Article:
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Canadian cattlemen celebrating environment week


June 5, 2009
By Marg Land

beefcows01June 2, 2009, Calgary, Alta. – Cattle producers depend on a healthy environment.

June 2, 2009, Calgary, Alta. – Cattle producers depend on a healthy environment.

beefcows01 
  

Protecting it is critical to the long-term sustainability of rural communities and a secure food supply. Celebrating Canada’s remarkable environment by caring stewardship is a role that ranchers and farmers take seriously. And as such, they are taking action to decrease their contribution to the emissions of greenhouse gases (GHGs).

Cows do emit methane, a GHG. But for the most part they breathe it out. Not much is expelled in burps, and not very much from the other end either.

What is good news for the environment is that agriculture researchers, ranchers and farmers are working together to make sure cattle emit less and less methane. All across Canada, good management practices are being put in place to produce safe, nutritious food – with the smallest GHG footprint possible.

“Measuring methane emitted by cattle is an energy efficiency action,” says Dr. Tim McAllister, research scientist and livestock nutritionist at Agriculture and Agri-Food Canada’s (AAFC) Lethbridge Research Centre.

“We measure it and then we look for ways to change the animal’s diet so the food is digested more efficiently and less energy (methane) is lost,” McAllister explains.

An important management practice for efficient digestion is making sure that protein, energy, vitamins, and minerals are all in proper balance – just like a people diet. As the quality of grasses the cattle eat increases, the amount of methane produced decreases. Adding grain to the diet of cattle improves the digestion in the stomach.

Jack Kyle, a grazing specialist at Ontario Ministry of Agriculture, Food and Rural Affairs (OMAFRA), spends a lot of his time advising cattle farmers on how to set up the most efficient grazing system. Keeping pasture grasses healthy and growing ensures that cattle emit the lowest amount of methane possible. “Healthy grass, healthy cattle – less greenhouse gases,” says Kyle.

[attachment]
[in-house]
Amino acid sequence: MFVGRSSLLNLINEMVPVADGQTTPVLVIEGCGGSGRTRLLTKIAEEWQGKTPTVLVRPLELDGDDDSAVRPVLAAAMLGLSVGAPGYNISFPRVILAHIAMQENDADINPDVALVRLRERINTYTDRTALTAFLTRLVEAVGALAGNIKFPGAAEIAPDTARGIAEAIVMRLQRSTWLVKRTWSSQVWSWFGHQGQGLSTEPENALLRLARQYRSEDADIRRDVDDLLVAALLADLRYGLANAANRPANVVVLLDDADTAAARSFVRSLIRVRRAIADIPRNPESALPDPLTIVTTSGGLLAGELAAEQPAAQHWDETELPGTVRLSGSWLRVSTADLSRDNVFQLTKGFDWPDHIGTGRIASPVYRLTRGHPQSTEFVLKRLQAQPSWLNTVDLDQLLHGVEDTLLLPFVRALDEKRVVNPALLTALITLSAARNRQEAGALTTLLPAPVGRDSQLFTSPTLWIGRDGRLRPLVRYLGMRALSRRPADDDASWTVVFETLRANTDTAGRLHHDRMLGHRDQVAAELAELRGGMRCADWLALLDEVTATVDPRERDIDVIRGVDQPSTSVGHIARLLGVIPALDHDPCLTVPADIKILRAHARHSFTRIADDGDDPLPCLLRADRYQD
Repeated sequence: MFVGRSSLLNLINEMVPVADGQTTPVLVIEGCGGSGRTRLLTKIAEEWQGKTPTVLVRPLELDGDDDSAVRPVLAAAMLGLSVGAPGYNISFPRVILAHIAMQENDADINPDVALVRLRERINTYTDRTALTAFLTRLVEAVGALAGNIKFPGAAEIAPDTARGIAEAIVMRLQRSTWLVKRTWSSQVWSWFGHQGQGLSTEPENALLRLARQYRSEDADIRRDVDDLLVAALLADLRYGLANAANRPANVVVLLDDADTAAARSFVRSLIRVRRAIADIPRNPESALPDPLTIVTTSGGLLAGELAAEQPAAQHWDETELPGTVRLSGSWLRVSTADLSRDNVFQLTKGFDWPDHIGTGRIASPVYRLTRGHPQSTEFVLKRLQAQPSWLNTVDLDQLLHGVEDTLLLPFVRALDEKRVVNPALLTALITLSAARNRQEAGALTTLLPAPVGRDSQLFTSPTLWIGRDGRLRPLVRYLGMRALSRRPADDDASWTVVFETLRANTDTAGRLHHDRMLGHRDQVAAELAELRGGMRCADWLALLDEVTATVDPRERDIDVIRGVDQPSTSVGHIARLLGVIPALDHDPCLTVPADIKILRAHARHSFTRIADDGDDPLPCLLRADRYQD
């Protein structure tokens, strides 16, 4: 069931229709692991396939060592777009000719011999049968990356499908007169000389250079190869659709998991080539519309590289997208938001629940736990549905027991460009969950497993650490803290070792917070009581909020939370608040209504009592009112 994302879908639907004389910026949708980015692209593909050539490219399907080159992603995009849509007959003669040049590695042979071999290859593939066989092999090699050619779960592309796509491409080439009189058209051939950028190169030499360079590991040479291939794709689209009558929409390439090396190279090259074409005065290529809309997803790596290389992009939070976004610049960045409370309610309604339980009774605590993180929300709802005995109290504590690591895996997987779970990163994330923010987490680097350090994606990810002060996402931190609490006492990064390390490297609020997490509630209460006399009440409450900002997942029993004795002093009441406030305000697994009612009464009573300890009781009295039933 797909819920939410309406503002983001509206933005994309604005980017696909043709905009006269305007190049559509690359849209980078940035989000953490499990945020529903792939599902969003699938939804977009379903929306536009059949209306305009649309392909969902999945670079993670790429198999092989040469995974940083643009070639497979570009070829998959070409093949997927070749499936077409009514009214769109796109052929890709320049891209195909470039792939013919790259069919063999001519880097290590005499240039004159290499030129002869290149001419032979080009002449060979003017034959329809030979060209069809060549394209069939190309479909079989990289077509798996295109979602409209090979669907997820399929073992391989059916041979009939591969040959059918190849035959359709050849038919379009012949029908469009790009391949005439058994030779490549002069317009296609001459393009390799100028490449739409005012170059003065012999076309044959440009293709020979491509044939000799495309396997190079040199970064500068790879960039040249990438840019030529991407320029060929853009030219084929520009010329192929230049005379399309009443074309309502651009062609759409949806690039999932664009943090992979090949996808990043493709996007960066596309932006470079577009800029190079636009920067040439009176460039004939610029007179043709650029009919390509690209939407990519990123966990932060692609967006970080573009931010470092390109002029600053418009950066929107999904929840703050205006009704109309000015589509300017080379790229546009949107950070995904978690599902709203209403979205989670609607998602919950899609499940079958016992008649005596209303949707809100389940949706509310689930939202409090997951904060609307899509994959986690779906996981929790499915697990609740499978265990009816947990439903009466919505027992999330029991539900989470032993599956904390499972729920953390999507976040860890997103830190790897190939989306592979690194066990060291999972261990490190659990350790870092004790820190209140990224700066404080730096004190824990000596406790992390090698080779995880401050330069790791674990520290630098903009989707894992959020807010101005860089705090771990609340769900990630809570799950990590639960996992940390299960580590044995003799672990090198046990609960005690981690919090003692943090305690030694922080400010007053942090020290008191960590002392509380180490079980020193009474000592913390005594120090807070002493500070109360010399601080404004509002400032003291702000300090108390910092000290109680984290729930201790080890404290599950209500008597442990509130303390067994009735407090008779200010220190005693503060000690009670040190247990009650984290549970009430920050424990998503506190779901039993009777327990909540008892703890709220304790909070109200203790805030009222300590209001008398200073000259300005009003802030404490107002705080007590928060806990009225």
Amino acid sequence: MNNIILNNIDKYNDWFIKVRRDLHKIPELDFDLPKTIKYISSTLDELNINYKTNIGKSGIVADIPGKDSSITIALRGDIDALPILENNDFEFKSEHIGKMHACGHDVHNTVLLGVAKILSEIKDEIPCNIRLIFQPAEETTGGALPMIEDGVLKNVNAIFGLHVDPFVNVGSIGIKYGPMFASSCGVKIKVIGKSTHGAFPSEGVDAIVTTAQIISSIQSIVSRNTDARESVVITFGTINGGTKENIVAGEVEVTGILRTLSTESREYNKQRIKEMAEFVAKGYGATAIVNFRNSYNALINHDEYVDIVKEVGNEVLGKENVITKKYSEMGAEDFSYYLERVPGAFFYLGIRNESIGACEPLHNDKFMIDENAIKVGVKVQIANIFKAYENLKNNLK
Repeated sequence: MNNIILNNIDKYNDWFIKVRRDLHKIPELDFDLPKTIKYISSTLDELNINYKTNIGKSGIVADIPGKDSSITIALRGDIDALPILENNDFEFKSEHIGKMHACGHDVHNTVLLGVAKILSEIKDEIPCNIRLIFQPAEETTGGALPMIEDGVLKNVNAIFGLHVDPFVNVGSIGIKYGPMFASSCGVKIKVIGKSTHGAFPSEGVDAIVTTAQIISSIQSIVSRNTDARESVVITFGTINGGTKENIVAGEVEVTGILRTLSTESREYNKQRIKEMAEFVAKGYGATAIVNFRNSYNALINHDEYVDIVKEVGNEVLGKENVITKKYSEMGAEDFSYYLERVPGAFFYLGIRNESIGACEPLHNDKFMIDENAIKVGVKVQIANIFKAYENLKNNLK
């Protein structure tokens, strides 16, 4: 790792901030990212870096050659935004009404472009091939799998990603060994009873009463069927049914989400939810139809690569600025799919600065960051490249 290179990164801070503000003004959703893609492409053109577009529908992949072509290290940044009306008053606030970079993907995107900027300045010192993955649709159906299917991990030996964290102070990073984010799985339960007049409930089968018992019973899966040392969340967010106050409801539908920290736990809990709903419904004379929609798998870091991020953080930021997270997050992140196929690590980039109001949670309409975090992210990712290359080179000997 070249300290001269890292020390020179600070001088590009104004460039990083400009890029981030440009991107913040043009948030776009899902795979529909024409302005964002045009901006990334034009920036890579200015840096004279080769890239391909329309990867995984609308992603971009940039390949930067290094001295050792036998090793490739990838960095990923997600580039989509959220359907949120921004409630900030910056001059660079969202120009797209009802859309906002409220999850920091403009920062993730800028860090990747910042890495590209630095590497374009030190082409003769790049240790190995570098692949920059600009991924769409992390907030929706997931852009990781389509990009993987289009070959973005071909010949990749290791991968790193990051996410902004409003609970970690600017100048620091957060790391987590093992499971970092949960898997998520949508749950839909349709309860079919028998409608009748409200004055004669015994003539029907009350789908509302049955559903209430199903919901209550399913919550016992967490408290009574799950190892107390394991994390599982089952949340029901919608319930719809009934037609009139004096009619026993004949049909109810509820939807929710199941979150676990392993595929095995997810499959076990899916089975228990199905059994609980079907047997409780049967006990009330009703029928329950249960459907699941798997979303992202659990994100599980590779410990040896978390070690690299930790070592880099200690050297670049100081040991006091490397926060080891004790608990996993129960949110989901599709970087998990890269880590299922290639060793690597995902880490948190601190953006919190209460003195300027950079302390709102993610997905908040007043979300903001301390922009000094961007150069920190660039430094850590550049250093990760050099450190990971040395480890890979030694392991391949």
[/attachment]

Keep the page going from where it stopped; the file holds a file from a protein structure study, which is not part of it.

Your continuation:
“Native plants provide a sustainable pasture with high nutritional quality throughout the growing/grazing season. Utilizing, and potentially increasing, the portion of species with a better nutritional profile, such as native legumes, for example purple or white prairie clover, will improve livestock grazing performances and the environment,” says Mike Schellenberg, a range and forage plant ecologist with AAFC Semiarid Prairie Agriculture Research Station in Swift Current, Saskatchewan.

“The size of GHG mitigation opportunities from agriculture at the global level have been quantified by the Intergovernmental Panel on Climate Change (IPCC) in their fourth series of reports released last year,” says Karen Haugen-Kozyra, director of policy development and offsets solutions with Climate Change Central. In the IPCC report, emission reductions of up to 4.0 billion tonnes of GHGs could be contributed by agriculture's collective efforts globally – that’s almost half the excess GHG emissions that remain in the atmosphere due to manmade activities each year.

“That’s a significant economic opportunity for ranchers and farmers and a stewardship opportunity to show the public that agriculture has a significant role to play,” says Haugen-Kozyra.

Reaching for those energy efficiencies in every aspect of the cattle cycle demonstrates the industry's commitment to environmental stewardship.


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